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Dunedin Beacon
Toy Run helps Pinellas' foster kids
Article published on Thursday, Nov. 29, 2012
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Photo courtesy of KENNY MARTINAITIZ
Motorcyclists assemble for the 2011 Suncoast Brotherhood annual Toy Run. This year’s event is Sunday, Dec. 16 in Dunedin.
DUNEDIN – Around 500 motorcycles will rumble their way through Dunedin on Sunday, Dec. 16, spreading holiday cheer to foster kids in Pinellas County. The Suncoast Brotherhood’s 32nd annual Toy Run will begin to gather at 10 a.m., with kickstands up at noon, starting from the Kmart parking lot at S.R. 580 and U.S. 19.

The procession will snake its way down 580 to Pinehurst Road, to San Christopher Drive, ending at American Legion Post 275 at 360 Wilson St., said “Postal” Kenny Martinaitiz, vice president of the Suncoast Brotherhood.

The Suncoast Brotherhood is a motorcyclists’ rights group, and this toy run has been its big charity event each year since 1980.

“We decided that charity begins at home, and we wanted to do something to benefit Pinellas County,” said “Just Jeff” Carpinski, president of the Brotherhood.

Participants in the toy run are asked to bring $5 and an unwrapped present, all which benefit the Pinellas County Foster and Adoptive Parents Association. This year, people are especially urged to bring gift cards as presents because many of the foster kids are teenagers, and they appreciate gift cards more than toys, Carpinski said.

The Brotherhood is proud to call their event the “longest-running and safest toy run in Pinellas County,” Carpinski said. In all their years of doing it, there has never been one accident or incident, he said.

The toy run is a quasi parade, Martinaitiz said, with a sheriff’s escort and Santa leading it all. Many motorcycles are decorated and riders often dress up in holiday theme outfits. At last year’s event, the procession stretched the entire route, he said.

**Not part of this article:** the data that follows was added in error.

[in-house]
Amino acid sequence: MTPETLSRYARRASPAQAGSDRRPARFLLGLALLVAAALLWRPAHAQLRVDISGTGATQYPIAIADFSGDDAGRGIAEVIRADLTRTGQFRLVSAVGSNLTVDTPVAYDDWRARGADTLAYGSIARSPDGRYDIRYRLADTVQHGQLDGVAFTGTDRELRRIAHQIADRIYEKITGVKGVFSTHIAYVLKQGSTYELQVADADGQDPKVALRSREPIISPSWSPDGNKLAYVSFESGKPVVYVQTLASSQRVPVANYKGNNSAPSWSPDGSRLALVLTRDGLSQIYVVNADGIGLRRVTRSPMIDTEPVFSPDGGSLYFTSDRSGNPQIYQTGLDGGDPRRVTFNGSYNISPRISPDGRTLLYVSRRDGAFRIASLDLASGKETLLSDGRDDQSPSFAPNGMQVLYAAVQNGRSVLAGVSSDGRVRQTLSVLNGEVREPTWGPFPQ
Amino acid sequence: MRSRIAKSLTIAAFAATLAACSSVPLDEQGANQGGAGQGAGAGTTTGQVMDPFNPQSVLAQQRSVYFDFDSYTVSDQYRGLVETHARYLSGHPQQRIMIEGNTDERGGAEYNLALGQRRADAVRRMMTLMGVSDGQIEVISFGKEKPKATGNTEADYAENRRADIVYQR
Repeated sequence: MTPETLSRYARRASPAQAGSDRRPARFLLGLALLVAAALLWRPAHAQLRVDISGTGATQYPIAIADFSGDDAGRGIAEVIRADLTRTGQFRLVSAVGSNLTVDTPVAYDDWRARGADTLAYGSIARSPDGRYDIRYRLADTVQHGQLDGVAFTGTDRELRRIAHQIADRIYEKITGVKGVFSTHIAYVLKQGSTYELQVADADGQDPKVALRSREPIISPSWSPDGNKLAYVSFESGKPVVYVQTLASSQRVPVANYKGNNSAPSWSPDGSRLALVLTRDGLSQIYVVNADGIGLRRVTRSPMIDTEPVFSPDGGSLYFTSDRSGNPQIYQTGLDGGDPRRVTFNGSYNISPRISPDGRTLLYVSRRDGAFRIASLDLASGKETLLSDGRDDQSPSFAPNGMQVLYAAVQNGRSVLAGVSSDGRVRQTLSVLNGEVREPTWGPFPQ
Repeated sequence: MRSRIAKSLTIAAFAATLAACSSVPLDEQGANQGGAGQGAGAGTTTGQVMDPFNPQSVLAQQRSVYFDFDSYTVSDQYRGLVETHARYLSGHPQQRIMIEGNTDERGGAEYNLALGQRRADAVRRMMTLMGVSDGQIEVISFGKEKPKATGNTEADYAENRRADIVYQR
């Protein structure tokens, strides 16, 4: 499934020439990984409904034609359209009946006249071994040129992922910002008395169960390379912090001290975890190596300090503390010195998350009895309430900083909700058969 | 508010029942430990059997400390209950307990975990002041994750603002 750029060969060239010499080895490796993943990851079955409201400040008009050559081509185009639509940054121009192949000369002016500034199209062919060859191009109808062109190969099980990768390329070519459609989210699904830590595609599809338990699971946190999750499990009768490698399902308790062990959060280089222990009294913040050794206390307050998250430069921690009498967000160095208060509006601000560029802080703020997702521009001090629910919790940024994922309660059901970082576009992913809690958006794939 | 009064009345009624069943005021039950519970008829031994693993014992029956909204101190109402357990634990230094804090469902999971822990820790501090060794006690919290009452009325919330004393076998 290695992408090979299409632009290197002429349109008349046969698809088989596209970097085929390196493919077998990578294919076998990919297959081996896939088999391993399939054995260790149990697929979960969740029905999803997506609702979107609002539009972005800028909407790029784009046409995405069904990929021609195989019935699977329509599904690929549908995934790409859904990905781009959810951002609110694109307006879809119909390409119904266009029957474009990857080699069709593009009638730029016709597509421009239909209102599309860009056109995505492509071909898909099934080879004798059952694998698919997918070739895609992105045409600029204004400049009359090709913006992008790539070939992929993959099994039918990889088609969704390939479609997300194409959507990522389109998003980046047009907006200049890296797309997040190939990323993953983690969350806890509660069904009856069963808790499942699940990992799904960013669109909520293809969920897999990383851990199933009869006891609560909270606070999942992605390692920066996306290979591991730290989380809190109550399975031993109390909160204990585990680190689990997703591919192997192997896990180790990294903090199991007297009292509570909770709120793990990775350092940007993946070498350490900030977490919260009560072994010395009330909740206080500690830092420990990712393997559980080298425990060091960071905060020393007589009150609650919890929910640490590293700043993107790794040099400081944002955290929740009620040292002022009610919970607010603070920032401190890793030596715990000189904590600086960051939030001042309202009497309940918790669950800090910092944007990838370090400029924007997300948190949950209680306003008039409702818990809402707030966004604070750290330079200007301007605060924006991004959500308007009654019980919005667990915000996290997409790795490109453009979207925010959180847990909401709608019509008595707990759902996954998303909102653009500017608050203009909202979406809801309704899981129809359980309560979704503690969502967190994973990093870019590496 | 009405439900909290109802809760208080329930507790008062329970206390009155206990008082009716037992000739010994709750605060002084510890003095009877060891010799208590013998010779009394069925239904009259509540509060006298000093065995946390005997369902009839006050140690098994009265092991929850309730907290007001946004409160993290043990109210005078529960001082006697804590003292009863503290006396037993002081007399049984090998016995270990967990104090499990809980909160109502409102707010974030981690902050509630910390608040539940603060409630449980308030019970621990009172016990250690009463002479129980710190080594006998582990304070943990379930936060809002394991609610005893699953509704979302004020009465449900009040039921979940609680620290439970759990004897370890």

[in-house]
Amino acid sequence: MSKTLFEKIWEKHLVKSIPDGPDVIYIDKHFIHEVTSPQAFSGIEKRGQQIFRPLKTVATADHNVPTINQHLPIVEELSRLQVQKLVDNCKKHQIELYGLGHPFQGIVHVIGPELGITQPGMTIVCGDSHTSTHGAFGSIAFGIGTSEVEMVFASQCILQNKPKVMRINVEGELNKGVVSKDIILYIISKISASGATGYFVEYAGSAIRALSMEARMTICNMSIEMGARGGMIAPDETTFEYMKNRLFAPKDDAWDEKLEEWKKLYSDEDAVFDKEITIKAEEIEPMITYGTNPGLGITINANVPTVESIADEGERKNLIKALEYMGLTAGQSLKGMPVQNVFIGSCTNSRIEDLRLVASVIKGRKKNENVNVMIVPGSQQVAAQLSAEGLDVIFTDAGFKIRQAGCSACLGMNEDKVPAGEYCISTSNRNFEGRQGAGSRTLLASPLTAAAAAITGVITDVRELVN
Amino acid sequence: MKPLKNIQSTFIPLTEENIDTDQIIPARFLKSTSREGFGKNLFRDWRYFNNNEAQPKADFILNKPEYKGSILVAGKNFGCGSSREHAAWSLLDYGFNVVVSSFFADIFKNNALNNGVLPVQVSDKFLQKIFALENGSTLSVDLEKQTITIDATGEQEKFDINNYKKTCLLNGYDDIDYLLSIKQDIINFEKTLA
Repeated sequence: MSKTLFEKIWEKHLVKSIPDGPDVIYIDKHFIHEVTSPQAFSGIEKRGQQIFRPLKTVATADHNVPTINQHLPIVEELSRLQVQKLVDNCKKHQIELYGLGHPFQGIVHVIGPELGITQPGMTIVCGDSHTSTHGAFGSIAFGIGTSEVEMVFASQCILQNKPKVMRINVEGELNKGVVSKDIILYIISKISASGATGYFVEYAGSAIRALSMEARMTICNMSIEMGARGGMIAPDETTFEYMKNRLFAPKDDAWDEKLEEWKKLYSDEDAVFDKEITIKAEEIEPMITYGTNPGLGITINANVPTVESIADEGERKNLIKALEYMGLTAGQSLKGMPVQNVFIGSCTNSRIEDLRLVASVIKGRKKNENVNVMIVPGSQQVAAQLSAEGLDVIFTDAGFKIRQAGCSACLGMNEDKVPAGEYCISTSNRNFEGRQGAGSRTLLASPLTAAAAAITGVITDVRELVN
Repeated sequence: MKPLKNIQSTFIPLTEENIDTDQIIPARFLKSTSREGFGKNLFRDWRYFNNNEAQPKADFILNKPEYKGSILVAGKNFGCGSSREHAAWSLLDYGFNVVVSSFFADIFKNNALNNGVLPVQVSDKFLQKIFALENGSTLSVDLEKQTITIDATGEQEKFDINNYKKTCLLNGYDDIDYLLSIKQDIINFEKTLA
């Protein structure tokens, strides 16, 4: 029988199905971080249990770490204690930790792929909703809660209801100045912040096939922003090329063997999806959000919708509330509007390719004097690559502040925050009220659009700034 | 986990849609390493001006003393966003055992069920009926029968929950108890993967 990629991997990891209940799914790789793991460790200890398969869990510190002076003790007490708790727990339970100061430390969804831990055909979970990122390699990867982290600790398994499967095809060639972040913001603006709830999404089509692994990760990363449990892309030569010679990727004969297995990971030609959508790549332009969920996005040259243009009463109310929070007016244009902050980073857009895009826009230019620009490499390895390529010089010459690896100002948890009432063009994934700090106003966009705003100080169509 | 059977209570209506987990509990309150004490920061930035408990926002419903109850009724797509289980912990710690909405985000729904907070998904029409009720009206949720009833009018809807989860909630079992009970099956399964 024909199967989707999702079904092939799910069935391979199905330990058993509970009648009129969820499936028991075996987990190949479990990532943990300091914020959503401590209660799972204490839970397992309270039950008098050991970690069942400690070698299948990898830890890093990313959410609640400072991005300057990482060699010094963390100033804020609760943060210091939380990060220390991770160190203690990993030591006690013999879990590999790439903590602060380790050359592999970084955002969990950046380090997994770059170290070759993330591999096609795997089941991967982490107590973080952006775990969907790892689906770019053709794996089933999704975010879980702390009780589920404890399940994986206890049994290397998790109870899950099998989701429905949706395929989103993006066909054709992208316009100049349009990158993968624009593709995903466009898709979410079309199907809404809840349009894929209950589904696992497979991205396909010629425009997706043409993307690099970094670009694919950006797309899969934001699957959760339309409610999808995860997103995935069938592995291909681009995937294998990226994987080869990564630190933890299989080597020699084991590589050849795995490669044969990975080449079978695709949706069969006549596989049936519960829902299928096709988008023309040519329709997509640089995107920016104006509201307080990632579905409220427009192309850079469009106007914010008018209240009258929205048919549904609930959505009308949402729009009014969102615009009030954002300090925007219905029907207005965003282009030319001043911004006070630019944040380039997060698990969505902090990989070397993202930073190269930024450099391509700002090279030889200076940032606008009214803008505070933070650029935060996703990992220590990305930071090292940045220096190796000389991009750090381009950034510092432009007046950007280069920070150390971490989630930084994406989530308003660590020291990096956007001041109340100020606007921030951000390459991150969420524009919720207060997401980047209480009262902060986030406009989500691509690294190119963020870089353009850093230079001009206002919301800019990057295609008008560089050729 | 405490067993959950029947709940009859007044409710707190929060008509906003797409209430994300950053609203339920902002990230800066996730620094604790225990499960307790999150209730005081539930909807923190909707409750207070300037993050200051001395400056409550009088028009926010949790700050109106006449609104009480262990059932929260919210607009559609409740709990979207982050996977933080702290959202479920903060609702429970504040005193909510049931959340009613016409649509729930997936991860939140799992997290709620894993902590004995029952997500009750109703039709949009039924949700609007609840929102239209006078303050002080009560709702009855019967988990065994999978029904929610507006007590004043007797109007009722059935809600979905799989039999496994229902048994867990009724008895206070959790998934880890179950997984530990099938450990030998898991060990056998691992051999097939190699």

“We don’t go over 25 miles per hour, and last year we had bikes in the parking lot at the American Legion, and there were at least 100 bikes still in the Kmart parking lot,” Martinaitiz said. “So it was a snake with no breaking.”

When the group gets to the American Legion, it’s a big party, Martinaitiz said, that lasts until about 6 p.m. There will be biker games, music by Blackwater Jack, a giant pile of presents, and some of the foster kids and foster parents will come by to help collect the presents, he said.

“Our goal is to make the kids happy,” Martinaitiz said. “To make their Christmas.”

The event holds a special place in Carpinski’s heart. Especially when he sees the kids’ faces when they come to collect the toys and presents.

“It’s the best thing in the world to me,” Carpinski said. “I’m lucky enough to see foster kids become foster parents and every once in a while I get a call from them. … I have no children. These are my children. I go out of my way for this toy run. I find it’s definitely better to give than receive. I get more out of this than the kids do. I’ll be sticking with this as long as I can.”

This toy run has won the Best Toy Run Award three years in a row from Full Throttle magazine, Carpinski said.

“It’s not just the best toy run, but it’s also the best motorcycle event of the year, voted on by the people of the magazine,” Carpinski said.

Such an event may not fit the typical biker image, but the Brotherhood wants to show the public that bikers are diverse people.

“We want to get away from the hardcore biker stigma,” Martinaitiz said. “We want to get more biker friendly. It’s getting that way, too, especially with a lot of ladies riding now, and we welcome them. And we want to impress upon the motorcyclists to be safe.”

Events like these make everyone who participates ride away happy.

“It just makes me feel good,” Martinaitiz said. “I’m 62 years old. I’ve been with the Brotherhood since ’97, became a life member in ’98, and this is my first year as vice president. It’s just fun. A lot of work, but it’s fun. Especially when we all pull up, there’s a tarp where we put the presents, and it’s as tall as you are, and about 10’ by 12’ wide. We usually have bikes, too.”

In addition to this event, Martinaitiz said that the Suncoast Brotherhood also finds about 30 needy families and “make their Christmas,” providing food, presents and other needed items for the holidays.

Every motorcyclist is invited to participate in the toy run, whether or not they are a part of the Suncoast Brotherhood. For more information, call Martinaitiz at 580-9183 or visit www.suncoastbrotherhood.org.
Article published on Thursday, Nov. 29, 2012
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